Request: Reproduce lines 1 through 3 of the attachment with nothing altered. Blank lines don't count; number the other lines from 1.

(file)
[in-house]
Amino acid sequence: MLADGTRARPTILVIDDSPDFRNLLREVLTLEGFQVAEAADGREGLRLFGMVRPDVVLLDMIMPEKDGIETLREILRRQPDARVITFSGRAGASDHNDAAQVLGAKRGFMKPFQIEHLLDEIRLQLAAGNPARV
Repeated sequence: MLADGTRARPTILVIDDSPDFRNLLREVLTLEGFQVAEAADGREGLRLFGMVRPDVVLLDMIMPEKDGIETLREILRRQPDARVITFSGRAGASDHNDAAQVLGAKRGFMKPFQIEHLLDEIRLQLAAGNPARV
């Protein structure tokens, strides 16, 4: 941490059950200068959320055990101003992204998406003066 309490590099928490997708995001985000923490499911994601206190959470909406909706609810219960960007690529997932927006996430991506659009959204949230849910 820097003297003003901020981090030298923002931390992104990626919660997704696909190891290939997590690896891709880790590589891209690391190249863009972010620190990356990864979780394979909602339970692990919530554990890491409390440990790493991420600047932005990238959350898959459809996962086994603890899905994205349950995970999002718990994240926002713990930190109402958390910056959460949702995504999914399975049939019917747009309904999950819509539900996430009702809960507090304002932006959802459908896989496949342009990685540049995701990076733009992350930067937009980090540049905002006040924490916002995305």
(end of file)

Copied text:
[in-house]
Amino acid sequence: MLADGTRARPTILVIDDSPDFRNLLREVLTLEGFQVAEAADGREGLRLFGMVRPDVVLLDMIMPEKDGIETLREILRRQPDARVITFSGRAGASDHNDAAQVLGAKRGFMKPFQIEHLLDEIRLQLAAGNPARV
Repeated sequence: MLADGTRARPTILVIDDSPDFRNLLREVLTLEGFQVAEAADGREGLRLFGMVRPDVVLLDMIMPEKDGIETLREILRRQPDARVITFSGRAGASDHNDAAQVLGAKRGFMKPFQIEHLLDEIRLQLAAGNPARV